Roasted Maple Balsamic Pears

New book shows how simple eating, living clean can be

A fall treat: Roasted Maple Balsamic Pears.  | From “Eat Clean Live Well” © 2014 by Terry Walters, Sterling Epicure, an imprint of Sterling Publishing Co., Inc. Photography by Julie Bidwell

 With 175 recipes, it’s clear “Eat Clean Live Well” by Terry Walters (Sterling Epicure, $30) is a cookbook. But it’s a lot more than that.

Walters is one of the dominant voices of the clean living movement in the United States. So it is no surprise that in “Eat Clean Live Well,” her third book, she offers advice on how we can maintain a cleaner and healthier life in addition to the recipes.

A lot of people, myself included, think living a cleaner life probably means a lot of work.

If there’s one thing I’ve discovered from reading “Eat Clean Live Well”  (Sterling Epicure, $30), it’s just the opposite. And, it’s not the expensive proposition you and I thought it was, either.

Everything about the book tells a reader, yes, you can do this. What a celebration of eating and living a clean life this book is! Reading it I just felt like I want to be part of this.

 

EatCleanLiveWellCookbook

 

Walters knows we all have busy lives. She has one, too. So she shows simple steps that can be taken. Personally, I know that household cleansers are giving me sinus problems. Ah, but where to start to change? Walters has a nice selection of homemade cleansers that sound simple (and cheap) to make. I know I am giving some of these a try. (Love the idea of using felted wool balls to throw in the dryer instead of those scented sheets!)

The author has children and offers a lot of sensible and easy-to-follow advice on getting kids to adapt to clean food. I like this tip in particular: talk with your kids about clean food choices, explain why you are making them.  Once they know the reason, they are more likely to go along with the program. Good advice.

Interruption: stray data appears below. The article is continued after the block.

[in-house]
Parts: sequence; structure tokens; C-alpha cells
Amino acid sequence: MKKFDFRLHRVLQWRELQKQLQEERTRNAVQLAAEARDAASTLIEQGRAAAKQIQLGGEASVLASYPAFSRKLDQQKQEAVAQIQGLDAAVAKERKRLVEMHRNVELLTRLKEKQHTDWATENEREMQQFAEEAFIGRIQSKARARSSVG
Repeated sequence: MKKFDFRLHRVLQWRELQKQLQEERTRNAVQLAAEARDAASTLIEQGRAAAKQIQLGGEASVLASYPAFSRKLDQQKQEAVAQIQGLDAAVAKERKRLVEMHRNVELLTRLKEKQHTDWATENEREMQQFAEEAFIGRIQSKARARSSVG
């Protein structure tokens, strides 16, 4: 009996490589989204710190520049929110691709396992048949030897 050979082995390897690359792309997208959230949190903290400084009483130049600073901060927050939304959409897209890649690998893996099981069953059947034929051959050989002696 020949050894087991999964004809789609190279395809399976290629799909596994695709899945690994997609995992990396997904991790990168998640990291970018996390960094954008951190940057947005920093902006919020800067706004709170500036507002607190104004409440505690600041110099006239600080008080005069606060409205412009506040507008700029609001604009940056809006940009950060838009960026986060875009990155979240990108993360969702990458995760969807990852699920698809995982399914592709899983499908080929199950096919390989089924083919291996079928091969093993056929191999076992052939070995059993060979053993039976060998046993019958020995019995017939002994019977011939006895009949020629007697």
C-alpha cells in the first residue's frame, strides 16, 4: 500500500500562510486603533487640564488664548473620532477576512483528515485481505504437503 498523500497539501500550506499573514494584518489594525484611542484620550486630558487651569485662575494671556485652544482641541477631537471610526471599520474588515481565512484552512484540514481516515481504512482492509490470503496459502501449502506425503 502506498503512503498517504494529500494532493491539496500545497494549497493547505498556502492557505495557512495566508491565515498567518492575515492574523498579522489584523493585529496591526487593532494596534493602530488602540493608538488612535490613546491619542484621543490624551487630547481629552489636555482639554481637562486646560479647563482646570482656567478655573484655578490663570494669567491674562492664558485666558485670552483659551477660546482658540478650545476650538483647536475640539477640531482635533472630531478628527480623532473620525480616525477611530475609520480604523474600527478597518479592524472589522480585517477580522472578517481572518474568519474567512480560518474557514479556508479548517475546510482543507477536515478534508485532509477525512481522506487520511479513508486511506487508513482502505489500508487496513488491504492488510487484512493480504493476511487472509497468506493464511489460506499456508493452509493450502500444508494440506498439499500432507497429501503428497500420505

The tasks and recipes are divided into the four seasons. I really like this format, something I have seen in a few other books as well. It just makes sense that we live our lives according to what’s going on in nature.

Since it’s fall I’m concentrating on that section (although she has advice in each season I want to follow), which includes methods for dehydrating herbs and making the bounty of fall last.  She also features a recipe for a daily tonic to ward off colds and the flu. Gonna try that, too. Couldn’t hurt!

But back to the recipes. I tell people this all the time: cooking real food doesn’t have to be difficult or complicated. “Eat Clean Live Well” supports that reasoning. For the most part the recipes use a short list of ingredients. They are easy to follow. I like the combinations she shows us, such as apple and kale (Seared Tart Apple and Kale Saute) or pumpkin and cannellinis (Pumpkin and Cannellini Bean Chili).  Very original.

Her recipes are so fresh and inviting. I have a whole list I want to try.

So many fall recipes concentrate on apples. Here’s one from “Eat Clean Live Well” that uses the other bountiful (and often forgotten) fruit of fall, the pear.

 

ROASTED MAPLE BALSAMIC PEARS

MAKES 6 SERVINGS

4 ripe pears, Bosc or D’Anjou

1 teaspoon virgin coconut oil

2 tablespoons maple syrup

2 tablespoons balsamic vinegar

1 tablespoon lemon juice

Zest and juice of 1 orange

¼ cup sliced almonds, toasted

 

Preheat oven to 400 degrees.

Quarter pears by cutting from stem to base. Using a melon baller, scoop out and discard core. Melt coconut oil in cast iron skillet over medium heat. Place pears flesh-side down and saute 3 minutes on each side until slightly browned.

In small bowl, whisk together maple syrup, balsamic vinegar, lemon juice, orange zest and orange juice. Add almonds and drizzle mixture evenly over pears.

Transfer skillet to oven and bake 10 minutes or until pears are soft and caramelized. Remove from oven and serve.

From “Eat Clean Live Well” by Terry Walters